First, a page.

U.S. stocks lose ground after Hamas attacks Israel


U.S. stocks were slightly lower Monday as investors edged away from equities and other assets perceived as risky in favor of traditional havens after a surprise attack by Hamas on Israel over the weekend raised geopolitical alarms.

What’s happening

  • The Dow Jones Industrial Average
    was down 26 points, or 0.1%, at 33,382.

  • The S&P 500
    fell 11 points, or 0.3%, to 4,295.

  • The Nasdaq Composite
    was down 102 points, or 0.8%, at 13,329.

Stocks bounced Friday after a stronger-than-expected September jobs report, allowing the S&P 500 to rise 0.5% for the week and break a streak of four straight weekly declines. The Dow saw a 0.3% weekly decline, while the Nasdaq Composite rose 1.6%.

What’s driving markets

The attack by Hamas on Israel raised fears of a broader conflict.

“Such geopolitical tension is traditionally and unsurprisingly negative on sentiment, with investors likely to be unsettled by the prospect of further uncertainty,” said Richard Hunter, head of markets at Interactive Investor.

The price of Brent crude
the global energy benchmark, jumped nearly 4% amid concerns oil supplies from the region may be compromised.

Need to Know: From $150 oil to no impact at all: What the surprise attack on Israel means to markets

“The shocking attacks in Israel have sent the price of oil soaring, as investors assess the potential for the conflict to disrupt supply in the Middle East, if other countries are drawn in,” said Susannah Streeter, analyst at Hargreaves Lansdown.

U.S. stock futures dived as bourses in much of Europe and Asia sold off, while traders moved into the perceived havens of gold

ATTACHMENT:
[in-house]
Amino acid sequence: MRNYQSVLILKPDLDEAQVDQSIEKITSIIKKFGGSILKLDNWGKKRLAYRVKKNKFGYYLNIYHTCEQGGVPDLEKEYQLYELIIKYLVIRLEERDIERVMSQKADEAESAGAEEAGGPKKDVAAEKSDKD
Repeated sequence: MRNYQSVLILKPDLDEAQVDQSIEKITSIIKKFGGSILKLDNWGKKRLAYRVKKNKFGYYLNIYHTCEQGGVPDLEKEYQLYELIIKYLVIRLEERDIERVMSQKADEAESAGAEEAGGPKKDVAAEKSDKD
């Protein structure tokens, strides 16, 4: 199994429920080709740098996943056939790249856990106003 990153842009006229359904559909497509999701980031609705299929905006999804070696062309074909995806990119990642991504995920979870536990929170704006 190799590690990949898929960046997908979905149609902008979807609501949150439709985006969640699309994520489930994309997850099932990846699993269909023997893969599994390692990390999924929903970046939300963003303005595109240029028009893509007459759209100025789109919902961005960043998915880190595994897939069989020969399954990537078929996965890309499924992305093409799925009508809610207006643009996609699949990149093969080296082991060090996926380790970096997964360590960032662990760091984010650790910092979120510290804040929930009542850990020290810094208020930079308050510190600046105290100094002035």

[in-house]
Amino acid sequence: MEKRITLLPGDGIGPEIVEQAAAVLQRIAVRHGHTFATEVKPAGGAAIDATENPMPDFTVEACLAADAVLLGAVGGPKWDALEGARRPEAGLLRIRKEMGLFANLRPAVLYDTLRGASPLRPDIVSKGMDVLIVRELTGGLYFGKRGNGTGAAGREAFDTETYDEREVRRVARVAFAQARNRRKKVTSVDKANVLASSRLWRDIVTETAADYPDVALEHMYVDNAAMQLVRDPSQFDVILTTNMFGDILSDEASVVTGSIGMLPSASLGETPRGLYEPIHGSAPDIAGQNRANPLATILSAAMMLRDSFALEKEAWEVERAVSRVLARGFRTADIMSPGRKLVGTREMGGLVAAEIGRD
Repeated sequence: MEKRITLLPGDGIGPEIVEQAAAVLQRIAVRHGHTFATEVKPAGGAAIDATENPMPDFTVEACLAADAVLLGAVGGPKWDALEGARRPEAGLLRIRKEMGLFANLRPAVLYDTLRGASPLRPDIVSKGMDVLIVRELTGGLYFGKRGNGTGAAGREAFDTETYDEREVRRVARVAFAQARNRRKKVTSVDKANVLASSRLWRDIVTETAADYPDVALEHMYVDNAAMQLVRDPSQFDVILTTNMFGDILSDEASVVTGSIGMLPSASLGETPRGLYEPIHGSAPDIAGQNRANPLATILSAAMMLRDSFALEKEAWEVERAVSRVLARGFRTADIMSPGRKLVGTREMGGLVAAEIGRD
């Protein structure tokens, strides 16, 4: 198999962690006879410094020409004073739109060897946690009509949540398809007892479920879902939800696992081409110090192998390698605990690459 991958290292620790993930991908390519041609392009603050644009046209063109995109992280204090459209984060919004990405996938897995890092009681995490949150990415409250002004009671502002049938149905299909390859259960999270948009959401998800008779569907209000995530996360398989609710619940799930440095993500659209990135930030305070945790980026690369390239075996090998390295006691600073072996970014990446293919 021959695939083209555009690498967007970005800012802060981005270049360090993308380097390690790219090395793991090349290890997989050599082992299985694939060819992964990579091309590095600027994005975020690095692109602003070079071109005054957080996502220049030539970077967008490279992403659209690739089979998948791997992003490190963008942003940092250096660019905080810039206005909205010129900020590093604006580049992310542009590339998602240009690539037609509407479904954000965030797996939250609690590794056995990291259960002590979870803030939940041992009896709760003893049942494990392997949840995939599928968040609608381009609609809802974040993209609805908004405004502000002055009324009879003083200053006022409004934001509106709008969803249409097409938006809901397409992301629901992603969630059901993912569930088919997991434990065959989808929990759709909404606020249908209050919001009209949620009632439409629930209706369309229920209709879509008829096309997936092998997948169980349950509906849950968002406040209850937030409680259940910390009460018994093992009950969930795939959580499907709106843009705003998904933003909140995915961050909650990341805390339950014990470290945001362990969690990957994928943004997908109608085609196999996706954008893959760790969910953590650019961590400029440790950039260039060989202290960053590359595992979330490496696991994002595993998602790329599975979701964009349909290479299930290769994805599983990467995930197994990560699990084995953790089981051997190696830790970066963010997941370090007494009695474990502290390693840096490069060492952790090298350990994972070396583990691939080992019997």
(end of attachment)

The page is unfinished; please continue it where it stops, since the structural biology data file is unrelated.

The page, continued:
the U.S. dollar
and government bonds, such as the German bund

See: Gold, U.S. dollar rally as investors flock to havens as Israel-Hamas war escalates

The U.S. Treasury market is closed on Monday for Columbus Day and Indigenous Peoples’ Day, but futures
are trading and these indicate falling benchmark yields.

“Geopolitical risk doesn’t tend to linger long in markets but there are many second order impacts that could come through in the weeks, months and years ahead from this weekends’ developments,” said Jim Reid, strategist at Deutsche Bank.

Indeed, traders may find their focus soon switches this week back to monetary and corporate issues. Markets ultimately reacted positively to what on the surface was a strong nonfarm payrolls report published Friday, as traders believed it was not so hot it would move the needle on Fed policy.

With that in mind, the U.S. producer and consumer prices data for September will be published on Wednesday and Thursday, respectively, with further evidence of easing price pressure required to cement no more rate increases by the Federal Reserve this year.

Then Friday sees the start proper of the third-quarter company-earnings season, when big banks such as JPMorgan Chase
and Wells Fargo
present their results.

Earnings Watch: Q3 earnings are here: S&P 500 heads toward year of profit declines as JPMorgan, and Delta report this week

Forecasts suggest analysts have become less confident about corporate profitability in recent weeks. Aggregate S&P 500 earnings are expected to decline by 0.3% for the year to Q3 2023, which would mark the fourth consecutive quarter of falling earnings, according to John Butters, senior earnings analyst at FactSet.

Source: FactSet

Read: Good for stocks? Why Tom Lee says the attack on Israel could help equities.

Companies in focus

  • Shares of defense contractors, including RTX Corp. 
    and Lockheed Martin Corp.
    rose after the surprise attack on Israel by Hamas over the weekend.

  • Energy companies, including Marathon Petroleum Corp.
    and Occidental Petroleum Corp.
    saw shares rise as crude prices rallied.

  • Walt Disney Co.
    was in focus after The Wall Street Journal reported, citing sources, that activist investor Nelson Peltz’s Trian Fund Management has upped its stake in a bid to get several more seats on the company’s board. Shares rose 0.6%.

Las Vegas News Magazine

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